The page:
McMaster ChangeCamp 2017

Looking forward to talking Community Print Shop and more, why I'm going to ChangeCamp, and why you should too....

The Keydboard Addsa Character

I have a small Bluetooth keyboard I absolutely love typing on. One problem, of late, it's been adding characters on me, and sometimes getting the order of the letters reversed. On my proofreads of posts, I often don't catch the typo. The typo isn't the result of my Dysgraphia, but I'm left to wonder if I'm not catching them as a symptom of my Dysgraphia. The disability does include that I can't catch my errors as my mind substitutes the correct form for the error....

The "Small World Encounter" University Campus Edition

Feature image credit: Mike Beauregard, Replica of a 75 million year old "Archelon ischyros" from South Dakota, hanging in the Wallace Building on the University of Manitoba campus A quick stop on the McMaster campus today was a good reminder of just how small the world is, especially on a campus. I happened to meet someone who I've only briefly exchanged tweets with - which got me to thinking about just how small a campus is. This summer, I happened to bump into a friend from undergrad who is now a Ph.D candidate at uToronto, they just happened to randomly choose to sit on a bench across from where I was sitting. One of my favourites was...

Ms. Mr. and My Mixed Use of Pronouns in My Speaking

A couple of months ago, I had my first request for the use of gender neutral pronouns. I used they/them/their. Tonight, at a meeting, I used the more formal Ms. [Last Name] to refer to someone with the goal of conveying the respect I have for them to others in the group. It's a habit of mine in speaking, to use the formal to speak about someone in their professional role who I am not familar with, or to convey to a group that person has earned my respect, or that person is someone of authority. The reality is that formal Ms/Mr has become more rare in the past decade, and this is for the better in...

The Greyhound Doesn't Go There Anymore

I love riding the bus, seriously. I sit back, read, relax, sleep, write, or just plain listen to podcasts. I couldn't imagine losing time to driving. Losing time to driving? What do you mean? I'm productive on a bus, but if I were driving, I couldn't do any of the activities listed above for me, not even podcasts as I like intellectual ones that I get my thoughts lost into. Driving requires focus. I actually prefer multi-day Greyhound trips to domestic flights. My trips to Winnipeg, as an example. My first trip to Winnipeg, to start university, was a 31-hour journey. The longest I've even do was 44-hours from Toronto to Saskatoon. Living in Winnipeg, I made a few trips...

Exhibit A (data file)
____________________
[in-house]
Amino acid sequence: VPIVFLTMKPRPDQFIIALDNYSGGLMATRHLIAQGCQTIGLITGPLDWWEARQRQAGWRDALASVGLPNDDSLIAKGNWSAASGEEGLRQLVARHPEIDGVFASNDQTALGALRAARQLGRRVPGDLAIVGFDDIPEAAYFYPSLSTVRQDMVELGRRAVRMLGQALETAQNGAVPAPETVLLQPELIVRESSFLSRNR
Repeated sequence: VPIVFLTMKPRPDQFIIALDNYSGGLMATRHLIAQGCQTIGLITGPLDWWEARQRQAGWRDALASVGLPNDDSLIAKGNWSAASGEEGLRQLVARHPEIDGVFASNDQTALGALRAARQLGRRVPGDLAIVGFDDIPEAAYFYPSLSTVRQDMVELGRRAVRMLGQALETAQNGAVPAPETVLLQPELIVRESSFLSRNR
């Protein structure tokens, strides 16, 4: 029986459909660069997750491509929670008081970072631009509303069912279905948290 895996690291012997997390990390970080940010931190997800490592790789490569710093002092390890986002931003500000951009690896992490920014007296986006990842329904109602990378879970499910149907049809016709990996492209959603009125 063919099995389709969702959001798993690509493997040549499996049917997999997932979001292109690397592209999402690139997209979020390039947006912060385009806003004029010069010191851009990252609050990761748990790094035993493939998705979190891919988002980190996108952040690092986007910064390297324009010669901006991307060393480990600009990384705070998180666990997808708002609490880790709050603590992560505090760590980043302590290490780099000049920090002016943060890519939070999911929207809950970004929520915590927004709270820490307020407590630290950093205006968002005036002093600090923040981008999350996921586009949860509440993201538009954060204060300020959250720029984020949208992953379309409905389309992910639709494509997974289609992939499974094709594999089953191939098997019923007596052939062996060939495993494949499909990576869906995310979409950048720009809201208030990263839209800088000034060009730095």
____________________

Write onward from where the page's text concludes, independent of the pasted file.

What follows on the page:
Analog Public Clocks and New Build Retirement Buildings

Is it a trend anyone else is noticing? I'm noting that new build retirement apartments are including a functioning public analog clock as part of their design. It's not something I see in any other kind of building; is this the barber shop pole of retirement homes? A quick visual that denotes the function of the building? Prior to the proliferation of cellular phones, we didn't carry time in our pockets. People used watches, but they could easily be unreliable. We didn't have any means of automatically synchronizing clocks - the best one could do was listen to the radio for the top of the hour one second tone from the National Research Council Time Signal. Public clocks were common,...

The Risk of Being Known for Knowing

It's an interesting dilemma I've encountered as a subject-focused journalist over the years: in order to get information, I have to earn a reputation as someone in the know. However, being known for being too much in the know results in sources assuming your aware of information, and those sources drying up. Much as I was previously known for my knowledge of Canadian higher education; I'm now known for knowing Hamilton. In both instances, I strictly maintained only unofficial source networks; I despise the common practice of Access Journalism which grants those in power favourable coverage in exchange for those in power serving as anonymous sources. The Good of Being Known for Knowing Prior to becoming a professional journalist, I...

BBS Joey Coleman, Before the Internet

1991 was a special year for me, it was the first time I heard the beautiful sound of a dial-up modem. Grade 4 started at Prince of Wales, and then I ended up at Hess Street School. (I moved a lot) Being at Hess was a transformative experience, for so many reasons. The majority of students at Hess Street School spoke English as their second language. I was two percentile points short of the requirement to be in a gifted school, the year prior I'd taken the gifted test, but there were whole sections of the test containing concepts I'd not been taught. (The School Board now evaluates gifted students with balancing of socio-economic factors) My teacher, one of my...

Hey Joe, Remembering Joseph Rouleau

Joe was known by everyone. Active in ATU's PAC, political action committee, regularly engaged in conversations at City Hall. Gone at 24....